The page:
Penalty Points

Once again, racist abuse and the Government’s response to it have made the headlines.

The three England players who botched their spot-kicks bore the brunt of racist abuse in the aftermath, and the great and good reached for their telescopes so that they might have a clearer view of the scene by peering into the wrong end.

But first, some essential facts. The ballers who screwed up are outstanding professionals and all-round good eggs.

But, for whatever reason, their penalty kicks on the night were shocking. Marcus Rashford, as any snooker player or gun enthusiast will tell you, ‘pulled it’. It could have been tension, nerves, or whatever, but he seized up with a rash effort.

The other two kicks could be fairly described as a Sancho pansy and a Saka shit.

While we ought not vilify players in a team event, these chaps did not have what it took to get it over the line, end of.

They are neither lions nor heroes.

They fluffed their lines when it really mattered, and as elite sportsmen nobody knows that better than they do themselves.

Let’s not gloss over that but also not blame them for the whole defeat. After all, the whole England unit failed to score a winner in 120 minutes of open play.

Bigging them up is arguably as baseless as knocking them down on the basis of their ethnicity, but I suppose it is rather nice of us.

As for the racism directed at the three, the facts again beg for further scrutiny. Nobody is denying that racist terms were tossed out at them, and somewhere down the line the perps will doubtless be jailed by magistrates who can pat themselves on the back that they have been seen to strike a blow against a social evil.

Lamentably, these local lawlords will be the same tired old turds who in their day jobs routinely block, or used to block, opportunities for minority candidates and who have always worked tirelessly to preserve the status quo from which they profit. The kicker – and heaven knows, this episode needs a decent one – is that they will inevitably base their verdicts on evidence collated by an institutionally racist police service.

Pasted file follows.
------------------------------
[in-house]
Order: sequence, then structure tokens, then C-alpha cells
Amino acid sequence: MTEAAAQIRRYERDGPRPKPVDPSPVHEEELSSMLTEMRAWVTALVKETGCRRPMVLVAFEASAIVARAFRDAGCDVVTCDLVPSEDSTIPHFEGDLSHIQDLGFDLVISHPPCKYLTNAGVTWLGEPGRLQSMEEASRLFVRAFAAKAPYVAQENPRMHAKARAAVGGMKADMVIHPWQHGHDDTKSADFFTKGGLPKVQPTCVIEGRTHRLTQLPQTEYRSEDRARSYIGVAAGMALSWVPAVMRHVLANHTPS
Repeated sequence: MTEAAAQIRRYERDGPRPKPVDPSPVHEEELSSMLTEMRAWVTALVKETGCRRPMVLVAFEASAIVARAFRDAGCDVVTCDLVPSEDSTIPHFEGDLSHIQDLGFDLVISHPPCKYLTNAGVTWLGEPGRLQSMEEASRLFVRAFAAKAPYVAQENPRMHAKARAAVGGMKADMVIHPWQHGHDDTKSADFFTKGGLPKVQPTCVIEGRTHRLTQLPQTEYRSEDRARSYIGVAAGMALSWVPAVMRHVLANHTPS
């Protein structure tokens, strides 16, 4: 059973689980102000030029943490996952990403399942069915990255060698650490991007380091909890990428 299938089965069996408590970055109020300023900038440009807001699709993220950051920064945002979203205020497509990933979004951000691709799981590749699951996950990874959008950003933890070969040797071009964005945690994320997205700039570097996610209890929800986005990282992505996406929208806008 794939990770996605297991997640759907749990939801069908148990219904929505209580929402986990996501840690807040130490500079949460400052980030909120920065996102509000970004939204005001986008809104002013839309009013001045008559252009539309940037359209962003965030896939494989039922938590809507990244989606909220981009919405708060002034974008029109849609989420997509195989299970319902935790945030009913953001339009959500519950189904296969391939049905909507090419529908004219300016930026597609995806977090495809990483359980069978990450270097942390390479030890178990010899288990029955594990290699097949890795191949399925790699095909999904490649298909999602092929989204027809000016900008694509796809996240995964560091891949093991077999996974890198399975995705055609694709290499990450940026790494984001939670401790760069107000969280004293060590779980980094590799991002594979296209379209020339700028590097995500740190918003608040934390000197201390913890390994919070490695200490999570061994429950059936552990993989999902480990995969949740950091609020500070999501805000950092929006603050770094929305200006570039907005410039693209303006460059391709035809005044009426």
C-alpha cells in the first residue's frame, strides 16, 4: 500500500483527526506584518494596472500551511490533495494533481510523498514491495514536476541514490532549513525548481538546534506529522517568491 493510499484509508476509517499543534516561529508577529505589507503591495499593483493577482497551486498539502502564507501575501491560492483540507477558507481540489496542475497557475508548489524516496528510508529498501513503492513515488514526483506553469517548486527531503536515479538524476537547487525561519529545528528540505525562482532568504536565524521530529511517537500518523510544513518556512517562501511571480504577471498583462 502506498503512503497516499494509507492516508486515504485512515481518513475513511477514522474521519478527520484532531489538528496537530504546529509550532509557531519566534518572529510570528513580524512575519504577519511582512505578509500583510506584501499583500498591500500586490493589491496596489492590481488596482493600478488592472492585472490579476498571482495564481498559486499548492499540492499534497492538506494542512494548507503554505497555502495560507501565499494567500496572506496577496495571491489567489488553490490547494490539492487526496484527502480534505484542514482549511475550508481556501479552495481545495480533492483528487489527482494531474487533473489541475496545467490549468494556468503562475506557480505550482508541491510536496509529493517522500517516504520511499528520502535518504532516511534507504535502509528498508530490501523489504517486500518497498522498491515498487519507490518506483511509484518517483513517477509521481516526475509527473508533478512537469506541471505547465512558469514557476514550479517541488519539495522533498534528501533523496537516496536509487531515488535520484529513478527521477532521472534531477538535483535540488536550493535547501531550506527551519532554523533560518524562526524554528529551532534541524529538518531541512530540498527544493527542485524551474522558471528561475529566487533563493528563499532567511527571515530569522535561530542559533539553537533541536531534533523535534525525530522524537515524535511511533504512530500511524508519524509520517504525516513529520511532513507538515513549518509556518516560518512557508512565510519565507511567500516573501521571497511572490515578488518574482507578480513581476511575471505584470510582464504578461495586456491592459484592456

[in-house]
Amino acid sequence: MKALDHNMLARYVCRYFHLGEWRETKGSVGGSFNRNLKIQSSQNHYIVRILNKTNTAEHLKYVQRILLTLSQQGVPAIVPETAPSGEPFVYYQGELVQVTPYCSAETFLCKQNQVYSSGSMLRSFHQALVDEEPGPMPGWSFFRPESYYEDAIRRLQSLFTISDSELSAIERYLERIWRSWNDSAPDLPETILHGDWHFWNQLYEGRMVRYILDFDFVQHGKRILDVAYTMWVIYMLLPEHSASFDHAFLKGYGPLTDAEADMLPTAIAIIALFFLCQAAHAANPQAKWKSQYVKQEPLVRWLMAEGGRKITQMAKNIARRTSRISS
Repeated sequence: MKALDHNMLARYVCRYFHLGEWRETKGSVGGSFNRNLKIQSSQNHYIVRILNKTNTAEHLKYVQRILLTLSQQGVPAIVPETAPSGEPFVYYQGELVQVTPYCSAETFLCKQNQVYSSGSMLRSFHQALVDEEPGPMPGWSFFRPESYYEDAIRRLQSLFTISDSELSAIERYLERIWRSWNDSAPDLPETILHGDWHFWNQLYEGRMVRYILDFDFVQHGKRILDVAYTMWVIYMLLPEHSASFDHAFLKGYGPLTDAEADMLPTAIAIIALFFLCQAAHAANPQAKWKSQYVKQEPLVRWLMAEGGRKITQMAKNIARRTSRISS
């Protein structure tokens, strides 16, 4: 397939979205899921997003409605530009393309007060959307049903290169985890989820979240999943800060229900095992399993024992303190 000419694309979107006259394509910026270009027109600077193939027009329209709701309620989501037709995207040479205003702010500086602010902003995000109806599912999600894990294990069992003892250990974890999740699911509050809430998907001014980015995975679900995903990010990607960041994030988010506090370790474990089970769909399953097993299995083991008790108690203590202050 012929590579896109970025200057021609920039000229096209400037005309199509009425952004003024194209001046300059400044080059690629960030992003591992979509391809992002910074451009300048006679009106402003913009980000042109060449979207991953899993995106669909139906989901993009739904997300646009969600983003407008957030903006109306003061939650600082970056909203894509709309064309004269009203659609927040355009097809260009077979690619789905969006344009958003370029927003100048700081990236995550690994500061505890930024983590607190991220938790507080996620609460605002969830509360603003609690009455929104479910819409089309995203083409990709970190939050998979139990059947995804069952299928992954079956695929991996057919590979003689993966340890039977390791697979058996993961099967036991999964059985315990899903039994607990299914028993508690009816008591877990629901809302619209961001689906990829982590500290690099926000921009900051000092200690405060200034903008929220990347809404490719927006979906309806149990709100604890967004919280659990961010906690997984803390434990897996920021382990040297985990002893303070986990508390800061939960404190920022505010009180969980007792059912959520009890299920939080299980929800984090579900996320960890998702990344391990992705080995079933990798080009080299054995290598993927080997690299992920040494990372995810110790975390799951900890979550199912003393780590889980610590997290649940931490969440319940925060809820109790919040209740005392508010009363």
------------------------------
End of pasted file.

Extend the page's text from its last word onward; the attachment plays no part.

Still, it will tick the box of propriety even if it changes nothing.

Meanwhile, Mr Nasty Troll and his chums, who have clearly demonstrated ‘racism’, will be sent down, and thereby the most obvious open goal will again have been missed.

Racism will not have been addressed at all.

You see, the trolls aren’t racist in the true sense of the word. They’re immoral, or probably amoral, and will seek to hurt anybody and everybody with whatever will land. At other times, they will be launching online attacks against women, gay people, and the disabled, getting mashed and vandalising phone boxes.

They’re no more likely to have bought into a philosophy of racial superiority as the magistrates who dispatch them to the winkle shop will hold a good faith commitment to civic duty. They’re not driving up support for hatred, just releasing some pent-up personal issues.

Do they deserve to be punished or treated? They sure do. We should however not convince ourselves that this in any way combats the spectre of racism.

It’s all window-dressing, and that’s where the battle against inequality falls flat on its face. A clutch of no-good toe-rags will be sent down the river, systematic inequality will remain unthreatened, and we’ll forge some make-believe heroes of three geezers who couldn’t hit a barn door from twelve yards.

The Government’s concern at an unfettered social media appears to be well targeted, but of course the only likely follow-through will mirror that of an injudicious fart.

This is not an anti-racist question but one of anti-hooliganism. The anti-racism stuff is much more difficult because discrimination benefits so many across the social spectrum, and they’ll not be relinquishing their wealth or power any time soon.

It’s their lifeblood.

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